We got an unexpected last-minute invitation to visit some friends in Guadeloupe. They were there on maternity leave with their two kids, which made traveling with a kid much easier. Not only did Guadeloupe look beautiful and warm… but there are lots of kitesurfing spots!

Getting There

The thing that made this trip so easy was the direct flights from NYC. The pilot on the plane quoted us 3 hours and 45 minutes to get there, which is basically the max distance my 3-year-old can handle being cooped up on a plane. Once you get there, you do need to have a car to get around, as things are spread out across several small towns between 20 and 45 minutes away. We went with Sixt for our rental because it had the lowest prices by far, but so did everyone else on our flight, so the line to get the car was actually pretty long. Pro tip: take a cab to the car rental so that you don’t have to wait for the shuttle, which only fits 6 passengers.

When to go / Kite setup

The wind season is basically from December to June, with the peak being in Jan / Feb / March. I got 2 days of wind, and 2 days of no wind in my time there, but the week before I got here was basically 18-22kts every day. The temperature was 75 to 85 every day, and a lot of the locals were wearing shortie wetsuits, but I was fine in board shorts.

From a kiting perspective, the first thing to know is it’s a rocky / reef heavy island. Big flat sand beaches with tons of room for launching are not the norm. I probably wouldn’t go here for a trip that was 100% kiting focused, and I’m only looking for the best conditions I could find anywhere. The kite spots all require some amount of driving to get access to, and I couldn’t find any places where you could just kite right outside of where you’re staying (other than the Club Med).

Second, the island really works best on an East wind. The most popular kite spots are the ones on the south side of the island, these all work on East wind. Things get trickier if the wind shifts North because spots like Le Moule on the north side have more reef to navigate and bigger waves. These spots are really only for advanced riders.

Here’s a map I made to the kite spots.

Kite Spot 1: Bois Jolan

I was only there a handful of days with wind, so I couldn’t check out every spot. Since my buddy was learning how to kite, all my sessions were at the most beginner-friendly beach, Bois Jolan.

This spot had the most beginner-friendly launch spot. Just past the parking lot you see a large open grassy area where most people are staging their kites. Beyond that, the beach is split into two parts, divided by a shallow sandbar. The part closest to the east is where the kite school tried to keep most of its students, and the part right out front on the west side was where everyone else was launching.

The kite school there taught my friend how to kite, and he had a great experience. Claude, his instructor, was super patient, and got my buddy up and riding upwind. After that, he was able to do some rentals and supervised riding. Because the lagoon is shallow and often quite crowded, there didn’t seem to be any kind of boat pickup option through the school.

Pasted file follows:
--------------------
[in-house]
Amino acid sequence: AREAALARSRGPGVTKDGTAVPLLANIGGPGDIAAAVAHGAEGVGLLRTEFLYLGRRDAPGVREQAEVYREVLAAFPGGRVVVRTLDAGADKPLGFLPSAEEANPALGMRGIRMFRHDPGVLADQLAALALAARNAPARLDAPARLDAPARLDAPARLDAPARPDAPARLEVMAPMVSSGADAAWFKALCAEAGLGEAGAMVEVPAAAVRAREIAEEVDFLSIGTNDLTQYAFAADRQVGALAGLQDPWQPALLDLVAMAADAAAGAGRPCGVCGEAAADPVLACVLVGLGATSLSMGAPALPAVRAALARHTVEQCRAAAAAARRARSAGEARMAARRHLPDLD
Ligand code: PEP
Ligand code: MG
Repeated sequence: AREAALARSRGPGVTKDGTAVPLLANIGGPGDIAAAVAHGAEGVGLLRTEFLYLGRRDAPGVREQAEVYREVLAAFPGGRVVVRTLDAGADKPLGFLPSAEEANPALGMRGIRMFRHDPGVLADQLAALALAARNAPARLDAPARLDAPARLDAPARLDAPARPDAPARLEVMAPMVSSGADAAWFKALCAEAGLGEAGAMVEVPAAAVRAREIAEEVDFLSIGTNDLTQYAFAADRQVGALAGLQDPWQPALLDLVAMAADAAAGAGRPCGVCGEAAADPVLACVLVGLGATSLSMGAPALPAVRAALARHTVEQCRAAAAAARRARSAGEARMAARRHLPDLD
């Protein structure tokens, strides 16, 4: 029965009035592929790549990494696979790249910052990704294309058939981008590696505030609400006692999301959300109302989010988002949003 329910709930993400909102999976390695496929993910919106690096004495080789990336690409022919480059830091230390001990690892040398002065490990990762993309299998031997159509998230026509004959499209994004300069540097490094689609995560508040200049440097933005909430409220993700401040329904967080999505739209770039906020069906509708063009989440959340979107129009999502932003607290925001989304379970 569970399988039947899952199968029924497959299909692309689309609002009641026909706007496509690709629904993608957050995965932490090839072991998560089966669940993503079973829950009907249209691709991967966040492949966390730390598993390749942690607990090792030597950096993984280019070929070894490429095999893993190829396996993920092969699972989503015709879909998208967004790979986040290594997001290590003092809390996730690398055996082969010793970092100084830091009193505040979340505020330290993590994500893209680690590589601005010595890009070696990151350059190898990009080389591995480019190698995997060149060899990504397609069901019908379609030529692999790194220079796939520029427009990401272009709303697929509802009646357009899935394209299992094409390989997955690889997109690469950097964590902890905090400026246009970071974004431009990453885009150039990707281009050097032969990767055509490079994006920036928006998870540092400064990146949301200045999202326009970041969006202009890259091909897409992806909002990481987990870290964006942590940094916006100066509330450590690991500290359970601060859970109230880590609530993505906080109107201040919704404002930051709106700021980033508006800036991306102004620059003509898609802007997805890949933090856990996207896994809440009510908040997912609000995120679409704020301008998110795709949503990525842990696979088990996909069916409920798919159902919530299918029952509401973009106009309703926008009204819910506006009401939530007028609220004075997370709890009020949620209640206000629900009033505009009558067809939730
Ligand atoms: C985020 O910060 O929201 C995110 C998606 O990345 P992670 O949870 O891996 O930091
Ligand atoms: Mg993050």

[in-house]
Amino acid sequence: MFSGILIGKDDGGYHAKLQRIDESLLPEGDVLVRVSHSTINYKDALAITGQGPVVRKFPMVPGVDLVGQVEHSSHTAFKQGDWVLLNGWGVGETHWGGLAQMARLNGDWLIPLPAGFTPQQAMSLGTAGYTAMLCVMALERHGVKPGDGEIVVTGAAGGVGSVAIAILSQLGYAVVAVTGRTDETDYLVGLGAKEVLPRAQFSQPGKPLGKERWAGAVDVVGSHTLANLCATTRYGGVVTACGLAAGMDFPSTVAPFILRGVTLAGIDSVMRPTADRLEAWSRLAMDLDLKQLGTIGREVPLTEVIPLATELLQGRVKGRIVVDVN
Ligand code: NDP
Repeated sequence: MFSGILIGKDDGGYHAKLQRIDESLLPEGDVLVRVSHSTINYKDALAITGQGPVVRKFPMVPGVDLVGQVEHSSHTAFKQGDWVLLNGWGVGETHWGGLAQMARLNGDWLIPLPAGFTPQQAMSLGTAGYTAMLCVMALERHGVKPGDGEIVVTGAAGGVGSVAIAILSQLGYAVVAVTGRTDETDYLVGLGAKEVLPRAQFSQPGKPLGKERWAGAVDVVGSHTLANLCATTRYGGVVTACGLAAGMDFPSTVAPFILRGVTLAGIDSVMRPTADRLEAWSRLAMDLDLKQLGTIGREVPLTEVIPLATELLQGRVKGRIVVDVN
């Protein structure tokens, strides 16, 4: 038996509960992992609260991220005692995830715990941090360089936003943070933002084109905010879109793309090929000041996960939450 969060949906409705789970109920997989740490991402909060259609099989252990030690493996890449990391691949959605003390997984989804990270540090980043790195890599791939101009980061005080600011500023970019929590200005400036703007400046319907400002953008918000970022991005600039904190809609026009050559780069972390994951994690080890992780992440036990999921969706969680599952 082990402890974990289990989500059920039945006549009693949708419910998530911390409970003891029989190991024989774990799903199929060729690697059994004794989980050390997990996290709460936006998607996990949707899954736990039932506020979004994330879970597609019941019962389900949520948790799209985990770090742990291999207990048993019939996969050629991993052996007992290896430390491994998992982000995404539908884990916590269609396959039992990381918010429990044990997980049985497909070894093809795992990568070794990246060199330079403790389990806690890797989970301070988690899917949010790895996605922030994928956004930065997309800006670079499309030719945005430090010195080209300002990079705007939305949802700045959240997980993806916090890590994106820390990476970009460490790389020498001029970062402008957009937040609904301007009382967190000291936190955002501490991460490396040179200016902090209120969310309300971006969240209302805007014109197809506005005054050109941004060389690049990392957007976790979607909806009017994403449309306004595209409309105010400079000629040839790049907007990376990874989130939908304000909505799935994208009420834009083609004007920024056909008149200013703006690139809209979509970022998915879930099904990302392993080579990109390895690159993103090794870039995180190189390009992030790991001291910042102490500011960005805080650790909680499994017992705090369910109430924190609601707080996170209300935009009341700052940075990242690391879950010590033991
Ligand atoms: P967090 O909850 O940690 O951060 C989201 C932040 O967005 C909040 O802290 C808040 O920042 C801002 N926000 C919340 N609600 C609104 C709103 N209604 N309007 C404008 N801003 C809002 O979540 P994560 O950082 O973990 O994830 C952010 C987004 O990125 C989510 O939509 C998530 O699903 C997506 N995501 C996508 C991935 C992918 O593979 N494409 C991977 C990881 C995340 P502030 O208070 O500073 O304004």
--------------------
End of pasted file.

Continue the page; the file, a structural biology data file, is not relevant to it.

Kite Spot 2 : Plage de la Caravelle / Sainte-Anne

The other spot I checked out was the point just past the Club Med. It’s definitely more of an advanced spot, and I only saw a single kiter out when I was there. The launch is a small patch of land with a few palm trees, and you have to wade out in the water to launch.

The bay is huge, but it’s deep, so it’s a bit choppier than Bois Jolan. The kite school next to the Club Med offered boat support, so this seemed like the more full-service option. The real attraction here was the wave break, right out in front of the hotel. Only 150m out, it was crazy to see something so fun so close to shore. If I can get back to Guadeloupe, this is the first spot I’m going to try.

The Island

Given my short trip, I didn’t get to see much of the island, but I still have some recommendations.

First, and foremost, the food. You notice the French presence most when it comes to the restaurants and the patisseries. The first morning I got here, I ran out to get fresh croissants and baguettes, and I was not disappointed. Even the smallest beach restaurants had delicious and reasonably priced food, I could be happy eating here for quite a long trip.

Next, I’d recommend planning some boat charters ahead of time. We couldn’t get responses fast enough when we tried, so we didn’t get to go out. A mid-week kite trip to Ile Caret would have been amazing (it gets crowded on the weekends). Or a trip to Terre-de-Haut…

I’d recommend exploring and getting out to Basse-Terre or out to Pointe des Chateaux. There’s a lot of different geography throughout the island, and there’s a lot of exploring to do on lighter wind days.


So what did I think of Guadeloupe? It’s a great place to go on vacation with a family, I think thats the main appeal. It’s easy to get to, and there are lots of things to do for people who aren’t kiting. For the kiters, there’s a ton of interesting places to ride, they just require driving. This isn’t going to be the trip where you get a cabana right in front of the kite spot and just walk 10ft to go kite.

Interesting Links:

Kite Spot details in French - https://www.magasin-glissevolution.com/blog/guadeloupe-spots-de-kite-de-basse-terre-les-saintes-et-marie-galante-n512

More Intel on Kite Spots - https://www.kiteadvice.com/spots-seasons-caribbean/kitesurfing-guadalupe/

Kite Spot Info - https://www.manawa.com/en/articles/les-meilleurs-spots-pour-rider-en-guadeloupe-cet-hiver

Evan More Kite Spot Info - https://se.kiteforum.com/kitesurf/country/Guadeloupe

Guadeloupe Kiting